ISSN: 2456-8090 (online)
RAHUL MUNKA1, VAIBHAV SHANDILYA*1, HARSH KUMAR2, ABHISHEK SINHA2
Cite this article as: Munka R, Shandilya V, Kumar H, Sinha A. Soft Tissue Cephalometric Norms for Bihar Ethnic Population. Int Healthc Res J. 2019;3(9):290-298. https://doi.org/10.26440/IHRJ/0309.12003
Author Affiliations (*Corresponding Author):
1. Senior Resident
2. Assistant Professor
Patna Medical College and Hospital, Patna, Bihar, India
Contact corresponding author at: vaibhavshandilya83[at]gmail[dot]com
INTRODUCTION: A person's ability to recognize a beautiful face is innate, but translating this into defined treatment goals is problematic and various authors tried to relate the importance of soft-tissue esthetics with orthodontic diagnosis and treatment planning.
AIM AND OBJECTIVES: To derive the Soft Tissue Cephalometric norms for the normal, well-balanced and esthetically pleasing faces of the Bihar ethnic population and to compare them with pre-established norms.
MATERIALS AND METHOD: A sample of 60 subjects from an ethnic Bihar population residing in Patna, on the basis of facial symmetry, balance and pleasing appearance were observed from five sets of extra-oral photographs. Standardized lateral cephalometric radiographs were taken with metallic markers placed on various soft-tissue structures on the face using derma tapes. All lateral cephalometric films were traced and Soft Tissue Cephalometric Analysis was done.
RESULTS: Total facial length was significantly less in males as compared to the Caucasians with 117.50±1.74 as mean value. Males had significantly less protrusive upper and lower lips in projection to TVL with a mean value of 0.77±0.77 and -3.13±0.73 respectively. Lower lip length in females was significantly decreased with a decreased lower third facial height with a mean value of 62.27±1.46. Total facial length was significantly less in females with a mean value of 115.40±1.99. Females had significantly more protrusive upper and lower lips in projection to TVL with a mean value of 1.90±0.84 and 1.93±0.74 respectively.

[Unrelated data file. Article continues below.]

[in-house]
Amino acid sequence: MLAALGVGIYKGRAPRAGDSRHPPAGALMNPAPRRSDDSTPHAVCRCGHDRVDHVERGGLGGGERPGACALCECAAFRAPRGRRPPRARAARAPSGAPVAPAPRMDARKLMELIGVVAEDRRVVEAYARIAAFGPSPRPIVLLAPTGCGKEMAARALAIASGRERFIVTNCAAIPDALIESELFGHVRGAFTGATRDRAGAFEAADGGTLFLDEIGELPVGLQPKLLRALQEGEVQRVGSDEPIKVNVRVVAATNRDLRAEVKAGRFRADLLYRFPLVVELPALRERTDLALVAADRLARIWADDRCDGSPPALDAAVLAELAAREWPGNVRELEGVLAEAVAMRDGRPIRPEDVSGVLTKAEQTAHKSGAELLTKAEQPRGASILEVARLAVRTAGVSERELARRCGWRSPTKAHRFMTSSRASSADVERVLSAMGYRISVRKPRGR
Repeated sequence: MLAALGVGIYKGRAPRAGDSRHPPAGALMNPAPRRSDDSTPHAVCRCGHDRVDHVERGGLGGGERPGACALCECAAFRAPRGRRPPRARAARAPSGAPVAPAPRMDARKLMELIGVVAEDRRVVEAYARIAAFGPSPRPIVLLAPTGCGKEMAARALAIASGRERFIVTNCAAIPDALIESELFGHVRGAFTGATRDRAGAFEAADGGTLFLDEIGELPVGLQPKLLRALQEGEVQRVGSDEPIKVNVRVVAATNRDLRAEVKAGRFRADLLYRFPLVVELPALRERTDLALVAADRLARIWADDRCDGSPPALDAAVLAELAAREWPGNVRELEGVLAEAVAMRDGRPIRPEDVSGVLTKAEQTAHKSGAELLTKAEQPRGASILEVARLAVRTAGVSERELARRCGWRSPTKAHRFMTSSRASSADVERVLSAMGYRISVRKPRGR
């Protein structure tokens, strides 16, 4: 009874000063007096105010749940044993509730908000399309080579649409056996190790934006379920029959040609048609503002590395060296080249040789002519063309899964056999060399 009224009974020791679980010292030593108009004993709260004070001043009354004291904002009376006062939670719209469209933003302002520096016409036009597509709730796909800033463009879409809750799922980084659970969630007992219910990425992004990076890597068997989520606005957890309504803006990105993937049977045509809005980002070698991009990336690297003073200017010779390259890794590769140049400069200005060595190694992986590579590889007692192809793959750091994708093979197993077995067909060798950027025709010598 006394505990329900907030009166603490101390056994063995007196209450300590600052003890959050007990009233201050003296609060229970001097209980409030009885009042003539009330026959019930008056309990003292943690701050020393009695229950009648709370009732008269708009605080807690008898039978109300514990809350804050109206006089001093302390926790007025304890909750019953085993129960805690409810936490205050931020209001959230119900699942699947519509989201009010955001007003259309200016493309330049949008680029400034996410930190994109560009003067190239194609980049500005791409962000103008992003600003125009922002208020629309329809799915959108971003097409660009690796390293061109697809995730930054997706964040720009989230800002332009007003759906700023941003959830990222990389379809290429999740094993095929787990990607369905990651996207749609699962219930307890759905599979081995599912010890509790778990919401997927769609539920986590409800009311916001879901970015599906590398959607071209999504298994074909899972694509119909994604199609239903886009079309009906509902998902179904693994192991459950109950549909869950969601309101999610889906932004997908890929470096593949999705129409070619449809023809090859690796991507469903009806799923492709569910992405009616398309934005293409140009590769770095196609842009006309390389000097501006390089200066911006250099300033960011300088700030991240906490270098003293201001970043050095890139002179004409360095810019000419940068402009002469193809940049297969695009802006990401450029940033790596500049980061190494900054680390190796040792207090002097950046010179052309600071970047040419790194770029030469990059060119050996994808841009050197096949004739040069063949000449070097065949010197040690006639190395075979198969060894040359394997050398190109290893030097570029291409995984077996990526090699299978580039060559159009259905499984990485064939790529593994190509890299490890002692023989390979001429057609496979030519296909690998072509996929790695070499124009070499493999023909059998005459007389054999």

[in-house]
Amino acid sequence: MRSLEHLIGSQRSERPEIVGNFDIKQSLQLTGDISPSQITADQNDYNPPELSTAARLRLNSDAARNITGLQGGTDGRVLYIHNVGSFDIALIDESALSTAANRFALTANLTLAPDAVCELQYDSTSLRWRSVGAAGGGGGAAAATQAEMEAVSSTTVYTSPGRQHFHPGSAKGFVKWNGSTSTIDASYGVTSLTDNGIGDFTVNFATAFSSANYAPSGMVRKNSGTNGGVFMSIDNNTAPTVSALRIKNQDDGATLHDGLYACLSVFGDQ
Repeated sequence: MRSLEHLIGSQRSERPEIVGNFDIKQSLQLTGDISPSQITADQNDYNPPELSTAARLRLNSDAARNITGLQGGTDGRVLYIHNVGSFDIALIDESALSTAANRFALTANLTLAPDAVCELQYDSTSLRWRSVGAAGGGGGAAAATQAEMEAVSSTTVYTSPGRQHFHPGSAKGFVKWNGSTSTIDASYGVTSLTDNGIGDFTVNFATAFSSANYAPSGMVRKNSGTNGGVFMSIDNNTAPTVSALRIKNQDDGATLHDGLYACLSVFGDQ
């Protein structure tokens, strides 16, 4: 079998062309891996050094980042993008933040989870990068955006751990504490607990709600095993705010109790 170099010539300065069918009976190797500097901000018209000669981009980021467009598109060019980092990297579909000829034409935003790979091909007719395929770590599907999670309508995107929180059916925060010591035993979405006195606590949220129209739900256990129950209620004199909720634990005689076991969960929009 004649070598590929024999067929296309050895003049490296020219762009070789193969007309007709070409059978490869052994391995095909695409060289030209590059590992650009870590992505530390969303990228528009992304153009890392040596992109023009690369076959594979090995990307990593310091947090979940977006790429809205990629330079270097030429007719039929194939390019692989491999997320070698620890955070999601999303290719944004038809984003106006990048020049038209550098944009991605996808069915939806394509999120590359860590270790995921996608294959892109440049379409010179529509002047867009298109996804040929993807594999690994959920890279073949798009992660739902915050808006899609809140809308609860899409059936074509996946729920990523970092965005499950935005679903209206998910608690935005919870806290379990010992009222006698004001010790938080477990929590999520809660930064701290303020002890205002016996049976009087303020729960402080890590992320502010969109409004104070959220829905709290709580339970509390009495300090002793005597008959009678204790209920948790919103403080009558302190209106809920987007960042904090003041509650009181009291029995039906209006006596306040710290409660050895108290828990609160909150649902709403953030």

CONCLUSION: The established norms in present study could be used as future reference for Orthodontic treatment in Bihar ethnic population.
KEYWORDS: Soft Tissue analysis, Soft-Tissue Cephalometric Analysis ( STCA), cephalometric analysis, Arnett & Bergmann, True Vertical Line (TVL)
A person's ability to recognize a beautiful face is innate, but translating this into defined treatment goals is problematic. Various authors have tried to relate the importance of soft-tissue esthetics with orthodontic diagnosis and treatment planning.1
Arnett and Bergman1,2 presented the Facial Keys to Orthodontic Diagnosis and Treatment Planning as a three-dimensional clinical blueprint for soft tissue analysis and treatment planning. Later, they developed the Soft-Tissue Cephalometric Analysis (STCA)3 for orthodontic diagnosis and treatment planning. Analysis of dental and skeletal patterns alone might be inadequate or misleading, because of marked variations in the soft tissues covering the dentoskeletal framework.4
Richardson5 (1980) defined the term “ethnic group” as a “nation or population with a common bond such as geographical boundary, a culture or language, or being racially or historically related”.
However, there has been no conclusive investigation in this matter undertaken on the people of Bihar, a part of the India, which has a distinct facial and physical characteristics with distinct lifestyle and culture of their own.
The purpose of the present study is to derive the Soft Tissue Cephalometric norms for the normal, well-balanced and esthetically pleasing faces of the Bihar ethnic population, which will be useful in providing clinically specific values for diagnosis and treatment planning.
MATERIAL AND METHODS
Subject Selection: The sample of Eighty young adults (40 males and 40 females) was selected from an ethnic Bihar population residing in the area of Patna, Bihar.